Research Articles

Pattern and correlates of obesity among public service workers in Ondo State, Nigeria: a cross-sectional study

Isaac Aladeniyi, Oladele Vincent Adeniyi, Olufunmilayo Fawole, Mary Adeolu, Daniel Ter Goon, Anthony Idowu Ajayi, Eyitayo O Owolabi
South African Family Practice | Vol 59, No 6 : November/December| a4621 | DOI: https://doi.org/10.4102/safp.v59i6.4621 | ©
Submitted: 20 December 2016 | Published: 05 December 2017

About the author(s)

Isaac Aladeniyi, University of Ibadan, Nigeria
Oladele Vincent Adeniyi, Walter Sisulu University, South Africa
Olufunmilayo Fawole, University of Ibadan, Nigeria
Mary Adeolu, Nigeria State Health Investment Project, Nigeria
Daniel Ter Goon, University of Fort Hare, Nigeria
Anthony Idowu Ajayi, University of Fort Hare, South Africa
Eyitayo O Owolabi, University of Fort Hare, South Africa

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Abstract

Background: Obesity is the third leading cause of mortality and has become a global epidemic. There is a continuous increase in its prevalence both in the developed and in developing countries. Obesity is closely associated with chronic health conditions, thus increasing the overall burden of disease and disability at the population level. Several factors have been identified as contributors to the obesity epidemic, and may include the work environment and lifestyle behaviours. This study sought to determine the correlates of obesity among public service workers in Akure, Ondo State, Nigeria.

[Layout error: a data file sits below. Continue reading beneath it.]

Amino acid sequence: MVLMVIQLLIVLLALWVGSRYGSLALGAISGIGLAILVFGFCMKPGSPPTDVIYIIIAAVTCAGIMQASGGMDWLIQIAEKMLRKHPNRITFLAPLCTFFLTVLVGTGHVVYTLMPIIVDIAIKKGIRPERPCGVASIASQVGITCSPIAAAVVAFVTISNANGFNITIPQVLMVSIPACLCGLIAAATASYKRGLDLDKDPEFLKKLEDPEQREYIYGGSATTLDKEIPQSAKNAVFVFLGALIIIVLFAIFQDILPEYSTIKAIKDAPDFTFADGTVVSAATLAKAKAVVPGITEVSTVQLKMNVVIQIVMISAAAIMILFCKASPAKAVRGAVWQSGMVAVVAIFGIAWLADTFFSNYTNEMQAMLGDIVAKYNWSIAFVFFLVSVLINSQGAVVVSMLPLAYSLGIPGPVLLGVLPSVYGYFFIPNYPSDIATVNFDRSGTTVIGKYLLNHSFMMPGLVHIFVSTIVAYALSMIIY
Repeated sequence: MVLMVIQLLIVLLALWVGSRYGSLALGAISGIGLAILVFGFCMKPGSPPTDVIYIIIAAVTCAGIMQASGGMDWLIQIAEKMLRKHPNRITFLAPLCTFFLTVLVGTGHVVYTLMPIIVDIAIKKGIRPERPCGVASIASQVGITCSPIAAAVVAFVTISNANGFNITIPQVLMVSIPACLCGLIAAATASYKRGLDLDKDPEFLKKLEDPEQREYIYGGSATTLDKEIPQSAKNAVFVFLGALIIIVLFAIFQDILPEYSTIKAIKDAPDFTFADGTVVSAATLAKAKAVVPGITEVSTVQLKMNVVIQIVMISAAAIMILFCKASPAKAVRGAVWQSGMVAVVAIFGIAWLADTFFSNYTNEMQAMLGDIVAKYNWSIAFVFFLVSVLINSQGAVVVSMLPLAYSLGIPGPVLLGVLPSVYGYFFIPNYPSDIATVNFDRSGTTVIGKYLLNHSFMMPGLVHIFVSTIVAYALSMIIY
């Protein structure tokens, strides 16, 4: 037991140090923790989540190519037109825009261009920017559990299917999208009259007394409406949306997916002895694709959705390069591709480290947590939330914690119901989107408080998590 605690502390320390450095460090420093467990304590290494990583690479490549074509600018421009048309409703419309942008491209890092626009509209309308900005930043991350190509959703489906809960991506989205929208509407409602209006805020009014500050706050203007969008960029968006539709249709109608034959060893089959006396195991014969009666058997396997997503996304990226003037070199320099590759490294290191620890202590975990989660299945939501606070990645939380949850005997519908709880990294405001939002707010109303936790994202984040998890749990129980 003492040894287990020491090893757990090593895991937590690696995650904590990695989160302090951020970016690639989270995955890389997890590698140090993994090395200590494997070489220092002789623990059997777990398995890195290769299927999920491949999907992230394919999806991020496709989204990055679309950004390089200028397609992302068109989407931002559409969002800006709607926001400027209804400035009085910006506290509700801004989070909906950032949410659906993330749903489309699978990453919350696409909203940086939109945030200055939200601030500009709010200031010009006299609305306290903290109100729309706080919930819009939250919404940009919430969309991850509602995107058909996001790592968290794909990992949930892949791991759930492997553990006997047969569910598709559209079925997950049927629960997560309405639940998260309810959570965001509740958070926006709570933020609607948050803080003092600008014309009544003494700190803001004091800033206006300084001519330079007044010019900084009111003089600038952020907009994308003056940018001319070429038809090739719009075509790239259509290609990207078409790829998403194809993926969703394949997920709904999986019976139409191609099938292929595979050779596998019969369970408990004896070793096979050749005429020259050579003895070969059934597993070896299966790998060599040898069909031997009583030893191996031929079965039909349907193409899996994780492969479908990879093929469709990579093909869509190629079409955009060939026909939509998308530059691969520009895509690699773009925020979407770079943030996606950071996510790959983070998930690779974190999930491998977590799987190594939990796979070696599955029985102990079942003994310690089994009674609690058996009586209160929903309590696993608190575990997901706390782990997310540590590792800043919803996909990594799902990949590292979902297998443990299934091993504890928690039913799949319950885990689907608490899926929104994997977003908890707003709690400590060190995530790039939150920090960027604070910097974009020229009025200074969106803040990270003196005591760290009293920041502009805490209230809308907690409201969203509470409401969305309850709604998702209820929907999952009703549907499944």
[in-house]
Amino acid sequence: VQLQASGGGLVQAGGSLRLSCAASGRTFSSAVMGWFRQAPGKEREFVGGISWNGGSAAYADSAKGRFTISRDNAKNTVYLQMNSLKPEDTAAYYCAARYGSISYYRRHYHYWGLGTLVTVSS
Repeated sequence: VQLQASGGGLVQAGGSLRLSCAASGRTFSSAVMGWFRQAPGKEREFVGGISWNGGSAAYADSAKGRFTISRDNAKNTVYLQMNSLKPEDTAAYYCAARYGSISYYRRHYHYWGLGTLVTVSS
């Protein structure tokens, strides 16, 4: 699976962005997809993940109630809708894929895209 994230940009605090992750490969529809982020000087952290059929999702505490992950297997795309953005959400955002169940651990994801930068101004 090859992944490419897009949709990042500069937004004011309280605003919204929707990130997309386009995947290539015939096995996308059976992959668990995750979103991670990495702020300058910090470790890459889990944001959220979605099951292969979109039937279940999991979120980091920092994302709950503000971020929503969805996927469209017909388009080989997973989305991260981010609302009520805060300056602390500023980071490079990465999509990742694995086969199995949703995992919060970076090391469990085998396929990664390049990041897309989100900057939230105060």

Method: This was a cross-sectional study involving 4 828 public civil service workers across 47 ministries, departments and agencies in Ondo State, Nigeria. Relevant demographic and lifestyle measures were obtained using the World Health Organization (WHO) STEPwise Questionnaire. Height and weight were measured using standardised procedures. Obesity and overweight were defined according to the WHO Criteria as a body mass index (BMI) of ≥ 30 kg/m2 and 25–29.9 kg/m2, respectively. Bivariate and multivariate (logistic regression models) analyses were used to determine the significant predictors of obesity.

Results: Of the total participants (n = 4828), there was a male to female ratio of 1:1 (male = 2 299 and female = 2 529). One in every five participants was found to be obese with 55% of the participants having a BMI ≥ 25 kg/m2. In the bivariate analysis, female sex (p < 0.000), age above 41 years (p < 0.000), post-primary education level (p < 0.001), marriage (p < 0.000), no alcohol consumption (p < 0.001), diabetes (p < 0.000) as well as hypertension (p < 0.000) were significantly associated with obesity. In the multivariate analysis, after adjusting for confounders, only female sex (AOR = 5.7, CI = 4.7–6.9), age (AOR = 1.4, CI = 1.1–1.8), level of education (AOR = 0.8, CI = 0.7–0.9), marital status (AOR = 2.1, CI = 1.7–2.), alcohol consumption (AOR = 0.7, CI = 0.5–0.9), diabetes mellitus (AOR = 0.7, CI = 0.5–0.9) and hypertension (AOR = 0.5, CI = 0.4–0.6) were the significant and independent predictors of obesity.

Conclusion: This study found a high prevalence of obesity among public service workers in Akure, Nigeria, possibly attributed to ageing, being of female gender, being married, and having other non-communicable diseases. A well-implemented workplace policy focusing on integrated screening for obesity and non-communicable diseases should be prioritised in Nigeria.

(Full text of the research articles are available online at www.medpharm.tandfonline.com/ojfp)

S Afr Fam Pract 2017; DOI: 10.1080/20786190.2017.1333784

Keywords

diabetes mellitus; hypertension; obesity; overweight; public service workers

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